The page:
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    Hello all, I am working on getting a two stroke spark ignition engine running. It has a .7122 piston and a .7127 bore. Cylinder and piston are CI, no rings. Would the 5 tenths of space most likely keep the engine from running? Stroke is .690 from the top of the exhaust port. If I move the flywheel very slowly it will not bounce back but if I flip the flywheel by hand it does . It will pop often but irregularly, when motored over but won't run on its own. I can make a new piston but if that is not the issue there would be no need and I would go searching elsewhere. I am using the Tim6 ignition and the spark is absolutely regular and timed 4 degrees after TDC. Any thoughts are appreciated.
    • CommentAuthorgbritnell
    • CommentTimeMay 25th 2009
    No I do not believe the half thou clearance is the problem. I would try changing the spark timing to a couple of degrees before TDC. and as you are motoring it over keep adjusting the fuel mixture toward the rich side.
    • CommentAuthordavid
    • CommentTimeMay 26th 2009
    When I am worried about too much piston blow by I add a few drops of 40 Weight oil to improve the seal for a few seconds. On a 2 cycle, a small leak is more significant. On the up stoke the fuels air mixture should get pulled in to the crankcase. If the last charge being compressed leaks back past the piston it prevents a full charge from being pulled in. On the power stroke blow by will dilute the next charge with exhaust.
    The other concern I would have is the valve between the carburetor and crankcase. If it needs too much vacuum to open a full charge may not get pulled in. If it leaks the new charge may be lost before it get injected into the cylinder.
    Let us know what you find.
    Thanks for the insight. I am working on the problem and will let you know when it gets worked out. I changed the timing to a couple degrees before tdc and am getting louder more consistent pops but the engine still will not sustain itself. With the plug out it will rotate 3 or 4 turns just by flipping the flywheel and doesn't seem to have any bind. I will next check the intake valving. Thanks again. John K.
    .7122 piston and a .7127 bore are too coarse fit, it must be smaller to keep compression. The sleeve need tapered bore and will keep compression when the engine are cold and make engine starting easier. Lets take a look at a typical lapping job - that of producing a fine finished bore and piston for an IC engine. In fact, piston and bore are both lapped in separate operations (NOT both together). All of these operations will be carried out in the lathe (and I need hardly mention the importance of keeping lapping compounds off the machine, particularly the chuck and slideways). For the bore an expanding lap is ideal, and this should be some 3-4 times the total length of the bore. The first grade of abrasive would be mixed with light machine oil (10W or lighter) and liberally coated on the inside of the workpiece. Similarly, the slurry would be added to the outside (and inside assuming it is of the ventilated type) of the lap. The lathe would be started at about 300rpm (for a nominal 1" bore) and the lap passed rapidly through the bore, keeping it moving back and forth without it coming out the bore. How to hold the lap? well, perhaps the best way is with a 'floating' tailstock holder, and failing this holding with the hand is a method as good as any. Be careful when holding the lap by hand as it's possible it may jam, hold it lightly and expect the unexpected. Remember also that unless the lap is maintained dead parallel with the bore (an almost impossible task) it will tend to bell-mouth the bore a little - hence the reason for making the work a little longer than finished size and trimming to length later. When the inside of the bore has achieved an all-over grey appearance, with the fine scratches appearing even and criss-crossing both ways, and with no evidence of any deeper scratches (as might be left by the reamer) it's time to move onto the next finer grade. The work will have to be removed from the chuck to clean it properly, and this should be done with clean paraffin oil followed by hot soapy water. The same procedure applies to the lap and all traces of the abrasive must be removed. The process continues until you reach the 'flour' grade of abrasive by which time the finish on the workpiece should be very fine indeed. A final polished finish, should this be deemed necessary, can be achieved using metal polish (diluted Autosol, or some liquid chrome cleaner). The lap should be a separate 'finishing' lap so there is no chance of contamination with the coarser grades of abrasive which might be embedded in the main lap. The piston is treated in a similar way except of course the lap is female. Work will continue with the coarse abrasive until (using the un-trimmed bore as a gauge) the piston will not *quite* enter the bore. At this stage finer grade abrasives are used and work continues until the piston will just enter the bore tightly. At this stage, it is usual to finish mating the two parts by using metal polish and briefly using the piston to lap the bore directly. Great care needs be taken but this method ensures that the fit is good for the entire length of the bore.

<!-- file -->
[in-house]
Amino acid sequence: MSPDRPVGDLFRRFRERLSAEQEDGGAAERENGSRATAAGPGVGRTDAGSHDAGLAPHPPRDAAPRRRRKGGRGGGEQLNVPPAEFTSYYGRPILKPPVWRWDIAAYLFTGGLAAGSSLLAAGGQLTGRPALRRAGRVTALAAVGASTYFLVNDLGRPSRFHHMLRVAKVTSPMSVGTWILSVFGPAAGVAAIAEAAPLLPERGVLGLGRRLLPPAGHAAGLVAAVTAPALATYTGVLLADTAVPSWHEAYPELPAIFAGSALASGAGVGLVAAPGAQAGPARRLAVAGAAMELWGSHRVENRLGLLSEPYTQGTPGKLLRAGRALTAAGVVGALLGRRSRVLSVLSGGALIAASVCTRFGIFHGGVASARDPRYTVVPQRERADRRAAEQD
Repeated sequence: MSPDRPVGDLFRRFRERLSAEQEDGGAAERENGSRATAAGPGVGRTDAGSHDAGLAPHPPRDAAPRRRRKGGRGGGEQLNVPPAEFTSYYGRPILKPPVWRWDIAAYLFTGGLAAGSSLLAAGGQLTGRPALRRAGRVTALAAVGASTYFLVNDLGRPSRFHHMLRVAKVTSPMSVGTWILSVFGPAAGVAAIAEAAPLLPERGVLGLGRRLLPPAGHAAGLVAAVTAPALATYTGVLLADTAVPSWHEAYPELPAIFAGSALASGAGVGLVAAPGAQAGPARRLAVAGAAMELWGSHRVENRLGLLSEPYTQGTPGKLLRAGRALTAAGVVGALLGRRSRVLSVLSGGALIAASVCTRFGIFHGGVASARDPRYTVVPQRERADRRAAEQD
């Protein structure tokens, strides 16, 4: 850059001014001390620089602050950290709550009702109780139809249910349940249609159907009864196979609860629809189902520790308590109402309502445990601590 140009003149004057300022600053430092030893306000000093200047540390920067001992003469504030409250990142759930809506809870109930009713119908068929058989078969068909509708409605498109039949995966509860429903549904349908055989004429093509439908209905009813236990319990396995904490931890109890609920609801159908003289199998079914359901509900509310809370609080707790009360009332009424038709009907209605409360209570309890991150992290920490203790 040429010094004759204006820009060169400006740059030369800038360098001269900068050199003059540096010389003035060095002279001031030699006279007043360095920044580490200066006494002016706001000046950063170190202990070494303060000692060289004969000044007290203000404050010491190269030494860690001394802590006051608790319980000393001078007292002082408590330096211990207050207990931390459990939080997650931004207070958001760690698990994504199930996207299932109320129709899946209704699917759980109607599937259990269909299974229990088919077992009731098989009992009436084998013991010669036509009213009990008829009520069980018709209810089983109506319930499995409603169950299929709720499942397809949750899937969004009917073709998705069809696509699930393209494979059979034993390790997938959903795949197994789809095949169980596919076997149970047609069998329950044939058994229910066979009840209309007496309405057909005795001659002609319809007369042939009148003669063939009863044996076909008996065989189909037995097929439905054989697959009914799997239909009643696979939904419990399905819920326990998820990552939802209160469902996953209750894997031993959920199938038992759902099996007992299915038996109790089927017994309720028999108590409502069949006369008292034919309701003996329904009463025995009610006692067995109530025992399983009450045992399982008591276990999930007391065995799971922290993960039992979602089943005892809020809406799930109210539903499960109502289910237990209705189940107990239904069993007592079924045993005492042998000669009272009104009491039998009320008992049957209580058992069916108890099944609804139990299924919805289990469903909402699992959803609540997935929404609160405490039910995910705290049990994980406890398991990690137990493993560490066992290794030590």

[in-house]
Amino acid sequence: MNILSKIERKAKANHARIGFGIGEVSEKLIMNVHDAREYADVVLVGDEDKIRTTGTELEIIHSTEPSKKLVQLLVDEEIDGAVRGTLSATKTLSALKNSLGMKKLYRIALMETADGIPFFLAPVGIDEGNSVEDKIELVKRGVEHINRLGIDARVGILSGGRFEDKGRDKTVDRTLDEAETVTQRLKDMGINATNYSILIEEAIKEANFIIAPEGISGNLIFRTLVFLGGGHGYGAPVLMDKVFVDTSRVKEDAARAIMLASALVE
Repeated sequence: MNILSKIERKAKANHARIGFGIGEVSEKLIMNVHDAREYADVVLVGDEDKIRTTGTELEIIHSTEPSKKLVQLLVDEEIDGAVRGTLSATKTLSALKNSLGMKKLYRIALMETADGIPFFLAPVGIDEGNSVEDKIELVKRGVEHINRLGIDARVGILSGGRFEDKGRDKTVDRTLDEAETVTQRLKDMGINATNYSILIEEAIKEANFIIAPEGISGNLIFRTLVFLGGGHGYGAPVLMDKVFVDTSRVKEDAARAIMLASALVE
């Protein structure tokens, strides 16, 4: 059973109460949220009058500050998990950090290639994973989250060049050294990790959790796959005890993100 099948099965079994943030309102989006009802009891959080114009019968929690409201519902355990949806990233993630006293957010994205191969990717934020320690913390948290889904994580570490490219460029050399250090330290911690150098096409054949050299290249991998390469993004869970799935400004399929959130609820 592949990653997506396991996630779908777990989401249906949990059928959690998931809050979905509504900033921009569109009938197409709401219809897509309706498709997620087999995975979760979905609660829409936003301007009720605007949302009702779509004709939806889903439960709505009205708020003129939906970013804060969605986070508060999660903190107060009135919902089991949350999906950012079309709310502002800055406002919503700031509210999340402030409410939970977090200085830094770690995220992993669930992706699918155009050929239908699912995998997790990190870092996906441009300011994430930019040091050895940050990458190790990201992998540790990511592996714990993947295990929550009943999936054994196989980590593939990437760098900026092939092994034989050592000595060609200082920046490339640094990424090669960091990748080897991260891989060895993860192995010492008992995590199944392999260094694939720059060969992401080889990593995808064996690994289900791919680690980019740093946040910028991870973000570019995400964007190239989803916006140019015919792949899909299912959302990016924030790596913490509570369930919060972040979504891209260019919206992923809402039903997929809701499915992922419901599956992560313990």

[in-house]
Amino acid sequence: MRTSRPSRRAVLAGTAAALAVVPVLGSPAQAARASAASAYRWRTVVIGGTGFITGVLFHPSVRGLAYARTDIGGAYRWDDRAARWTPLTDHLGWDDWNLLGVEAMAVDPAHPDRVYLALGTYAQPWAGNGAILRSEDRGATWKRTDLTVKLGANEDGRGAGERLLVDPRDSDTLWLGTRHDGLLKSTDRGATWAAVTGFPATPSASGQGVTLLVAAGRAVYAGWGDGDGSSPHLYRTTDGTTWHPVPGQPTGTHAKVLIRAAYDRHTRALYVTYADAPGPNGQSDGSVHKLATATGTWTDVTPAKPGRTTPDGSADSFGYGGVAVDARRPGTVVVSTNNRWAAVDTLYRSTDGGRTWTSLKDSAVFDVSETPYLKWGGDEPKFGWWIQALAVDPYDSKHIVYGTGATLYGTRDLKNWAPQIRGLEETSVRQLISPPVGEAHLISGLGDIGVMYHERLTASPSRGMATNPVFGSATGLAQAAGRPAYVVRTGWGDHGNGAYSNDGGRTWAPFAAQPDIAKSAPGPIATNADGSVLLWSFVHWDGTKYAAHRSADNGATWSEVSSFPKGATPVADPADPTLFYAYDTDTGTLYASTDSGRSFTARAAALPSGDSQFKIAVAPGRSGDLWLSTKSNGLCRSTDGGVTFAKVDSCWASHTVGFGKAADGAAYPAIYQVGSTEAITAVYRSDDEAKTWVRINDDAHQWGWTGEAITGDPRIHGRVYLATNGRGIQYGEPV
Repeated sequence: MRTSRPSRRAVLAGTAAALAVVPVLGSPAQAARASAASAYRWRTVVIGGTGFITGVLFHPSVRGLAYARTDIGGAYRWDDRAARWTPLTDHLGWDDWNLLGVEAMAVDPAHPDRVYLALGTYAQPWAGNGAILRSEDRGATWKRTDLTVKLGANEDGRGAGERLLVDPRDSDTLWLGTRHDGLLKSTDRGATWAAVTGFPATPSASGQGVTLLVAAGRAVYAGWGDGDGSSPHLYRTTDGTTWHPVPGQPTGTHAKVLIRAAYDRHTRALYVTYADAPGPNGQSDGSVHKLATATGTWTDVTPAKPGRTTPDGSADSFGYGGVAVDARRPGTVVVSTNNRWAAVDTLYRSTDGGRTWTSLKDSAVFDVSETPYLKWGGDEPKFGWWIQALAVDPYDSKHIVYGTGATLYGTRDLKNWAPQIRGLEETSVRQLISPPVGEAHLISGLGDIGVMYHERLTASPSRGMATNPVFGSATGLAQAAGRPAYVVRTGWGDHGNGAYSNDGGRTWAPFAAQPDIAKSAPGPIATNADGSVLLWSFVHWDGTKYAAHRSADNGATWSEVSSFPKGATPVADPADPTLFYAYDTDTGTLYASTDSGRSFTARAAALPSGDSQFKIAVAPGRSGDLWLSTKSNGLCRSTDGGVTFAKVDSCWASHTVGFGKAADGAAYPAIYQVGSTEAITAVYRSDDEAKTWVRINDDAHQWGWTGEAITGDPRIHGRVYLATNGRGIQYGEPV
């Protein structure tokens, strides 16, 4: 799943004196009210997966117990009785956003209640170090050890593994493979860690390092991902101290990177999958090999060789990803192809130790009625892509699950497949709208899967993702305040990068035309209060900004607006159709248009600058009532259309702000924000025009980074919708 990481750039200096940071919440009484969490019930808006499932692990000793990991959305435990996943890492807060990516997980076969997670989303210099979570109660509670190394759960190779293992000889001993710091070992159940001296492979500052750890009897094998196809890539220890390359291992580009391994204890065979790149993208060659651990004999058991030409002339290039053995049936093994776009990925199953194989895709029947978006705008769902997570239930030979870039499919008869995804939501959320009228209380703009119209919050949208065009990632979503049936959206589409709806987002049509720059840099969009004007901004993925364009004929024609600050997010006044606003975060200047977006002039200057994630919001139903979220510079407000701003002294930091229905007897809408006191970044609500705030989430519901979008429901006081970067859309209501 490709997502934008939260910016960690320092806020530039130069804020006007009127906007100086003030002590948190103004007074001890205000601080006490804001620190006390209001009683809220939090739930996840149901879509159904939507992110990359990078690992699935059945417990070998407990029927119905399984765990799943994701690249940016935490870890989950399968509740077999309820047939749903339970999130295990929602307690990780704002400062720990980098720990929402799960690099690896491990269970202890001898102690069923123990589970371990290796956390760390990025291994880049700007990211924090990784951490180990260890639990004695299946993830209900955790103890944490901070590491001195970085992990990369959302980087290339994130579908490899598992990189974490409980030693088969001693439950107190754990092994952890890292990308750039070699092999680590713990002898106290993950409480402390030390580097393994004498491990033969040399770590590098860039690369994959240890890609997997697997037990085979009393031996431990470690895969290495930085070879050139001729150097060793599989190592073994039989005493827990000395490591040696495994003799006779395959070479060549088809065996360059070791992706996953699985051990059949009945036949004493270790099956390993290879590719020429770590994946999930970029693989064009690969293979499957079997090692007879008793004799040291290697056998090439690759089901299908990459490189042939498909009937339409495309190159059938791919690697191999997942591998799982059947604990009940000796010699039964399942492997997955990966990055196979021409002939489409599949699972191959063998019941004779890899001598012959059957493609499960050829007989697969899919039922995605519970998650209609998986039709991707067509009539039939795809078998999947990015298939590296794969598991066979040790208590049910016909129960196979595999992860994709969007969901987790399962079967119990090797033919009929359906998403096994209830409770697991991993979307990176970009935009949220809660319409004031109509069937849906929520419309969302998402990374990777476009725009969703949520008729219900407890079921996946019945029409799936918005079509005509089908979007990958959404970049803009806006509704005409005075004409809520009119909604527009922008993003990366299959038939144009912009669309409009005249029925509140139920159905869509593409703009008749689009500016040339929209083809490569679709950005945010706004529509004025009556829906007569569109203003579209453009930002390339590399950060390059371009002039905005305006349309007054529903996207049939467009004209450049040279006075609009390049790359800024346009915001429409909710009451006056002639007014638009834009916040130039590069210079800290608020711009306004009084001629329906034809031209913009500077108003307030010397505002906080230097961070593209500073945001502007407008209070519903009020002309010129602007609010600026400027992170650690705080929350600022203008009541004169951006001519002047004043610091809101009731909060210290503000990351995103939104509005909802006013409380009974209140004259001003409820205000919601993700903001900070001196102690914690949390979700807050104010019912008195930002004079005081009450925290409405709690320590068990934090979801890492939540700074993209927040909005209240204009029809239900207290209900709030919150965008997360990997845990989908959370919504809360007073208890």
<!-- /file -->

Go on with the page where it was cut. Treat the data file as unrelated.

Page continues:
I am new in this forum, i am model engine builder from Norway. :)
    Regards Jens Eirik